Flax: A Smart Choice
for Your Family

Flax in Home Cooking

Cooking with Flax

When you add flax to your cooking, you add a pleasant, nutty taste, and more. The attractive, oval reddish-brown seeds of flax add taste, extra texture and good nutrition to your breads and other baked goods. That's why flax has been long-used in multi-grain cereals and snack foods.

Flax also delivers the benefits of its soluble fiber, lignans, omega-3 fatty acid mix and protein.

Flax can be added to your cooking in its milled or whole seed form.

• Whole flax seeds - The small, reddish-brown seeds of flax add nutrition when added to bread doughs, pancake, muffin or cookie mixes. When sprinkled on top of any of these before baking, they also add crunch, taste and eye appeal.

• Milled flax - Grind a desired amount of flax seeds to a free-flowing granular consistency in a coffee bean grinder. Added to any foods, the milled flax enhances the flavour, appearance and food value of the finished product.

Flax Replaces Oils

Flax seeds can replace the oil or shortening in a recipe because of its high oil content. If a recipe calls for 1/3 c of oil, use 1 c of milled flax to replace the oil — a 3:1 substitution ratio. When flax is used instead of oil, baked goods tend to brown more rapidly.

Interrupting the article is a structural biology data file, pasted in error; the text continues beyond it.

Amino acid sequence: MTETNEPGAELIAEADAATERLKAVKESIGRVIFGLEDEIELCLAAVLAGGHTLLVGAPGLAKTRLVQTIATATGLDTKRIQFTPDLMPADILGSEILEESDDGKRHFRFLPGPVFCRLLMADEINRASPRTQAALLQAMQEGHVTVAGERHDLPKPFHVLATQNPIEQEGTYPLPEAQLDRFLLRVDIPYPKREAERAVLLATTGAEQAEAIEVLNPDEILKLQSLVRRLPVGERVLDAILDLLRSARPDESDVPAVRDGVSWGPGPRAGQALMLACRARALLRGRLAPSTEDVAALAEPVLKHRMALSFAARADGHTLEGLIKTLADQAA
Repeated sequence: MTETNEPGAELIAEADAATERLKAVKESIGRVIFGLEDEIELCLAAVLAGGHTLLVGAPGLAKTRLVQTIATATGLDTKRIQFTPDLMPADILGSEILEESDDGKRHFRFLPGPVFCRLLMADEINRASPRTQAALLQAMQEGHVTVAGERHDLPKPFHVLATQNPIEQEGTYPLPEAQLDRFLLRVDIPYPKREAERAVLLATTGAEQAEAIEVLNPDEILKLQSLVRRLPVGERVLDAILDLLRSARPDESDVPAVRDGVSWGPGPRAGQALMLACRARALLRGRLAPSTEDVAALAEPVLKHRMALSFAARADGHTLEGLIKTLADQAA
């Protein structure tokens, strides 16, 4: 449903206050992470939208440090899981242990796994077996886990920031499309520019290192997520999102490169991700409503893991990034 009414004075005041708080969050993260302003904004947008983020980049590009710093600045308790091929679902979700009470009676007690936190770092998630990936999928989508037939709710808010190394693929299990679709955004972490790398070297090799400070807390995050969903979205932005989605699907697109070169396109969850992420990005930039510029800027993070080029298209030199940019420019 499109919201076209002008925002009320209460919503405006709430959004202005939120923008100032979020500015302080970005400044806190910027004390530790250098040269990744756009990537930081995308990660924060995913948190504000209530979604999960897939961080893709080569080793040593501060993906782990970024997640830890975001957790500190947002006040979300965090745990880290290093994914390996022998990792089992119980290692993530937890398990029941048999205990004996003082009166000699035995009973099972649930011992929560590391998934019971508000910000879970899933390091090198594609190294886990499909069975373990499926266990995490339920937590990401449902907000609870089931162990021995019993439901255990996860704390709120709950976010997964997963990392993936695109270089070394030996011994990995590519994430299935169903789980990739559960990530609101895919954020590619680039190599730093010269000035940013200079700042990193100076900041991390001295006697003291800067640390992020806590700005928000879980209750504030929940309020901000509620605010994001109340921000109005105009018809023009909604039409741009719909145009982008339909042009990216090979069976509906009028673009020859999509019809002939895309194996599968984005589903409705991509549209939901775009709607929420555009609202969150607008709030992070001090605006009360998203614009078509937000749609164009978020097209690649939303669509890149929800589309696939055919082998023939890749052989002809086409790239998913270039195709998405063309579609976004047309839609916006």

Whole flax seeds which are clean, dry and of good quality, can be stored at room temperature for up to a year. For optimum freshness, milled flax should be ground as needed, or refrigerated in an airtight, opaque container.

Buying Flax

Whole flax seeds can be found at many health food stores and organic/natural food markets. It can be easily ground at home, using a coffee grinder which is the best method to preserve freshness. Milled flax is also available in some stores or by mail order from a few sources. 

A Flax Brochure [Open a PDF file] 

Omega-3 Fats Are Essential For Infants [Open a PDF file] 

Flax: A Smart Choice [Open a PDF file] 

(You are welcome to reproduce these flax recipes, but please credit the Flax Council of Canada.)